Across the city, in the favorites, there is no debate. Having almost nothing is common and has taken its own form of isolation from the rest of the city recently. But the priority here has long been clear: survival.
Renata Alves laughs, shakes her head and says “it’s irrelevant” when asked about Bolsonaro’s opinion, the virus is just a “cold.” Her business is serious and every hour.
Around her are the urgent tasks of staying alive. In a room, there are rows of sewing machines, where women learn to go back to their streets and start making masks of everything they can find. In another, 10,000 meals are brought in, cooked and then sent out again, in small quantities, to streets that cannot put food on their own tables in lockdown.
Alves, a volunteer health care worker with the G10 Favela relief group, leads to one of the most affected areas in the suburb of Paraisopolis. Its narrow, dense streets and alleys explain why the disease here is so widespread.
And Alves realizes that she only knows about half the picture among potential 100,000 patients. Only when someone has three symptoms is she allowed to offer them a Covid-19 test, and even it is paid here by a private donor. Many cases go undetected.
“Most often, the test is done when the person is already in an advanced stage of the disease,” she says as she walks into Sabrina’s home, an asthmatic isolation with her three children in three small rooms. Doctors use a wooden stick to check the back of her neck with a flashlight and greet her bored, confused children before moving on.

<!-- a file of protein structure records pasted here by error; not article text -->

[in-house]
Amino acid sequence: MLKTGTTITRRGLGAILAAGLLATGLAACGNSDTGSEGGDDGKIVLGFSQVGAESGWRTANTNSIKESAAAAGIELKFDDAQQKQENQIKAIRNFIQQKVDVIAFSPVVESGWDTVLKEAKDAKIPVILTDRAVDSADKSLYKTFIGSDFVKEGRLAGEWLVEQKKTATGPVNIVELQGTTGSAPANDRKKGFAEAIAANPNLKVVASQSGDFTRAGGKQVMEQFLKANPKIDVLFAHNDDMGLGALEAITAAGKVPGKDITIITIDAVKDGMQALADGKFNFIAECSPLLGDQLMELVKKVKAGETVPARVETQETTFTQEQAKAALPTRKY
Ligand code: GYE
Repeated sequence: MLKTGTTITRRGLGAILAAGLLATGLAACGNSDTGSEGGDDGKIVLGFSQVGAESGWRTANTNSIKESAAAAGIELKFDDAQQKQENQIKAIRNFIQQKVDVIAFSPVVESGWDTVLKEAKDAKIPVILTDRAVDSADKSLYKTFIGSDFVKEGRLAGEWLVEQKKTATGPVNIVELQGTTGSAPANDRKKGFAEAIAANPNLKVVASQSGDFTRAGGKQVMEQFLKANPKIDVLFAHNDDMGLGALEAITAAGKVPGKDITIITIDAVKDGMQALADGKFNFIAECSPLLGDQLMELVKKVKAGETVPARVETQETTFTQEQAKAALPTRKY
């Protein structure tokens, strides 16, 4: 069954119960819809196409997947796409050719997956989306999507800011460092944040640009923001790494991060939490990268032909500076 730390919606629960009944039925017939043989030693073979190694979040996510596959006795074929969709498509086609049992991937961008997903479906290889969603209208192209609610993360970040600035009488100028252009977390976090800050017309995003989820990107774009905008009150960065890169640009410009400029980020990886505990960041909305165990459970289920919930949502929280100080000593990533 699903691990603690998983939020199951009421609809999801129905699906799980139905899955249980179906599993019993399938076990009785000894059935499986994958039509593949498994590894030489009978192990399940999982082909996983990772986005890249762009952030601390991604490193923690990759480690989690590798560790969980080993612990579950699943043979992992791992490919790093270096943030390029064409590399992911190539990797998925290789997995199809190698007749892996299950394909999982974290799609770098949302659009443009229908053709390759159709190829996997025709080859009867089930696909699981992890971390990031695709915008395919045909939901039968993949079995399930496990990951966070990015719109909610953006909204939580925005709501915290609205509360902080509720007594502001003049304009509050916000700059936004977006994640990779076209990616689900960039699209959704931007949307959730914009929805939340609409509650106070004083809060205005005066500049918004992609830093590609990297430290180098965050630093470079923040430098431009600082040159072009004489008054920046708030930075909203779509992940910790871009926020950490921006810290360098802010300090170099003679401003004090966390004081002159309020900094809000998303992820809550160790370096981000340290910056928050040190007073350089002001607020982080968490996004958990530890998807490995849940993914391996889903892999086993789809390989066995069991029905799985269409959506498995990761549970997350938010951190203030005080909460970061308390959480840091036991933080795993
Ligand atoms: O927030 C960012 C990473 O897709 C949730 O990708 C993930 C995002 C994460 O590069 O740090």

“Fall can be tough,” Alves tells me. “One obese woman needed eight people to take her to our ambulance. And a man with Alzheimer’s … we had to ask the family if we could physically remove him from his home. It’s hard.” The woman survived, the man died.
High above the crowded street – exciting when everyone seems to come out to meet the garbage truck – is Maria Rosa da Silva. The 53-year-old says she thinks she got the virus from going to the market here, even though she wore a mask and gloves. So she is “locked in”, three floors up on her lush terrace, without railings. Social distance seems only possible here if you do it vertically.
“People I die in the risk group,” she emphasizes. “Even yesterday, the owner of the pharmacy died. Many people lose their lives because of someone’s carelessness. If it is to the benefit of society, we must do it.”
Social responsibility in these dangerous and poor streets has also led to an isolation center being built nearby from a deserted school. The government handed over the building to a privately funded project, which now has dozens of patients inside. It is ready, with sparkling uniform dormitories monitored by CCTV, for many more.
Other signs of readiness are less comforting. In the mountains above São Paulo, the Vila Formosa cemetery contains grief and yawning in anticipation – lined with endless empty and fresh graves. A burial seems to occur every ten minutes and even that means that it is not possible to break the many new holes dug in the red pond.
Brazil had a head start – at least two months saw the coronavirus tragedy sweep the world.
But the undeniable evidence around the world about the horror of the disease has instead resulted in mixed messages from the government. And the death and the set of new cases – terrible as they are – probably cannot reflect the entire tragedy that is already going on.
What has already happened elsewhere – and sent warning signals around the planet – happens here, as well, and could very well be worse.